It’s becoming more challenging trying to live a balanced life when there are so many obligations and so little time to get them all done. We plan for the future, while ruminating about the past. It’s easy to allow things to spiral out of control as we get caught up in the business of everyday life. But there is hope.
When thinking about my vision of calm within the storm, I remember the movie “A River Runs Through It,” which shows how the art of fly-fishing demands stillness, creativity, concentration and balance for one to be successful at it. A main character in the movie often struggled to control his emotions, except when he was practicing his skills at fly-fishing. He found solitude on the river, where he learned to regulate and calm himself through what we refer to as “mindfulness practice.” Through the rhythmic, intentional casting of the line, he retained balance while standing on the rocks in the midst of the raging river. The fishing line flew with wild abandon above the water, but the fisherman maintained control as he stood solidly on the ground, keeping his focus.
This is the extent of my fly-fishing knowledge, having never experienced it, but the movie left an impact on me because it mirrors what we experience in daily life. We allow our thoughts and emotions to lead us, like the fishing line whipping wildly above the current – up, down, sideways, back, forth – with nothing to guide them in the right direction. Our thoughts can hijack our ability to think clearly and with purpose. No guide, no focus leads to feeling out of control, and increases stress, anxiety and depression, making it difficult to enjoy life.
It’s easy to get trapped in the chaos – the raging river – which can easily sweep us downstream. I’ve experienced the drifting; it leads me further from my goal, while zapping my energy as I fight to regain control. I’ve also had to tread water while searching, sometimes blindly, for that rock to hang on to in the current. It’s during those times that I force myself to focus: There are ways to catch myself before being swept away.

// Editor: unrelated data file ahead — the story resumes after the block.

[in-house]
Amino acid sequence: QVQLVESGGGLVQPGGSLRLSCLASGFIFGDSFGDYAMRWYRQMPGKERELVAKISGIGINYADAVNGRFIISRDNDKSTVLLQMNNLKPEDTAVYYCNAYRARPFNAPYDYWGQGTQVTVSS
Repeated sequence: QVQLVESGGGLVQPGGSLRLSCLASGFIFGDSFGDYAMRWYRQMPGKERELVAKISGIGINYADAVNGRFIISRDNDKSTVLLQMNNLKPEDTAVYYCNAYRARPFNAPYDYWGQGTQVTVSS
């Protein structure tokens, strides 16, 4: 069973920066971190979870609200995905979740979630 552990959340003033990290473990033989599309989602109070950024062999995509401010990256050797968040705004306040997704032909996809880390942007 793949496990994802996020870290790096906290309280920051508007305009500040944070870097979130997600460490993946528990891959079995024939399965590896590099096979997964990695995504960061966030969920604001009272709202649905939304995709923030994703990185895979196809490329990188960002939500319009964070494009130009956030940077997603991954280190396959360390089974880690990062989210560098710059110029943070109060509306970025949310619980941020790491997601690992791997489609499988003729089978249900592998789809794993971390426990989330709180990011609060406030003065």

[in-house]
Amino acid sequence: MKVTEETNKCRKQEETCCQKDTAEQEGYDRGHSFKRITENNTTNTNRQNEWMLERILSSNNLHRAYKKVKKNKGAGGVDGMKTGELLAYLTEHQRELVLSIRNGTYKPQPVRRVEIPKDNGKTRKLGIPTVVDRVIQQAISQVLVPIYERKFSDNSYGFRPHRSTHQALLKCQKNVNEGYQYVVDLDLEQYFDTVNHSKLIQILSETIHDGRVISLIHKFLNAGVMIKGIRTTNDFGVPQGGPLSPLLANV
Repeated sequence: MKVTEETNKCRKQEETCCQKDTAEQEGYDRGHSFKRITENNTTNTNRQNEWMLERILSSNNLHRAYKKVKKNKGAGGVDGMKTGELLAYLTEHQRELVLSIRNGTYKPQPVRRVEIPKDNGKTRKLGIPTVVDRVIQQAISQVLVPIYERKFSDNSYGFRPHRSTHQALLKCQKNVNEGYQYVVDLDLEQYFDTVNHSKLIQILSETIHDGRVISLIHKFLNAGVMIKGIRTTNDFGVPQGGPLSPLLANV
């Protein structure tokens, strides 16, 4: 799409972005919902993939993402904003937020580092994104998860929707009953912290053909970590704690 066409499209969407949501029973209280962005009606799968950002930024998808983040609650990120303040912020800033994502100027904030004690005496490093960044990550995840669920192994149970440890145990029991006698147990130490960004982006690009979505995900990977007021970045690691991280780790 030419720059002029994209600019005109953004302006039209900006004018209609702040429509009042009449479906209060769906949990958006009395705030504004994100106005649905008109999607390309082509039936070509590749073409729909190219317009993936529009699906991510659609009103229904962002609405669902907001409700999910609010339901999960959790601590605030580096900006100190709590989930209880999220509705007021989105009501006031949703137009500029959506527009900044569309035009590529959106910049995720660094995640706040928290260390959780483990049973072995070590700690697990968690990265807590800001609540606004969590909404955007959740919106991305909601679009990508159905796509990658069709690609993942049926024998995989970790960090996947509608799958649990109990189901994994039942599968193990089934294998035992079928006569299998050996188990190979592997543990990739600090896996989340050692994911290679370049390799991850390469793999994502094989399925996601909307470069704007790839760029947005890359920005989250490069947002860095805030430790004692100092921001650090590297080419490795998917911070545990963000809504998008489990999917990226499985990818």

I learned the power of finding balance while practicing mindfulness. Just as in fly-fishing, it takes skill, practice and patience. When our thoughts leap around aimlessly – media blasts, cell phone calls, to-do lists – just like the fisherman, we must remain still, notice where our thoughts are leading us, then gently guide them back to stable ground. Breathe deeply; then reel them back to center.
Mindfulness is the practice of paying attention to the moment, without judgment. It seems so easy until the first wave of emotion hits. This is why it’s called “practice.” When life happens, we react, turmoil ensues – and the cycle continues. Mindfulness is the stabilizing force to help guide us back to stable ground.
Distractions – “I should have …” “If only I had …” or “What if …” – keep us stuck, unable to move, frozen in time, stagnant. They set us up for anxiety and depression, and quickly deplete our energy. So, you ask: How do I stop being hijacked by my thoughts and emotions? The first step is to notice the signs of tension or stress in your body. Whether you feel tightness in your shoulders, body fatigue or headaches, your body stores your emotions before you attach meaning to them or are able to name what you’re feeling. Notice changes in sleep patterns, which are clues to your need for mindfulness. Listening to your body’s needs creates the base necessary for overall well-being. Then, you can work on mental health to maintain balance.
Practice mindfulness every day, until it becomes a habit. Focus on your five senses, breathe deeply, listen to music, play with your pets, guide your mind’s imagery, mindfully eat healthy food – all ways to refocus on the things that matter and the moments you can experience right now. These are things you can control that will help regulate your moods.
Your mind and body are interconnected, so caring for your body is essential for good mental health. During times of low mood, increased stress or anxiety, reflect on how your body is feeling, and listen to what it’s telling you through symptoms such as headaches, muscle aches, tension, fatigue. The easiest place to start when you’re struggling is to focus on just breathing; that will ground you while your next steps become clearer. This is practicing mindfulness. Through this practice will come peace, and with this peace comes the ability to handle anything that threatens to knock you off your feet. If you do get knocked down – and you will – return to the practice. Breathe deeply again. Focus again. Stay grounded, and ride out the storm. The storm will pass – again – and in its place will come renewed strength and a sense of mastery over life’s obstacles.
We don’t get stronger by avoiding our obstacles. We learn from our failures and our weaknesses, and we gain strength through our ability to overcome them. It’s only then that we are able to live life to its fullest and enjoy what it has to offer.
Allison White, ACSW, LCSW, CCDP-D
Wellness Alley, LLC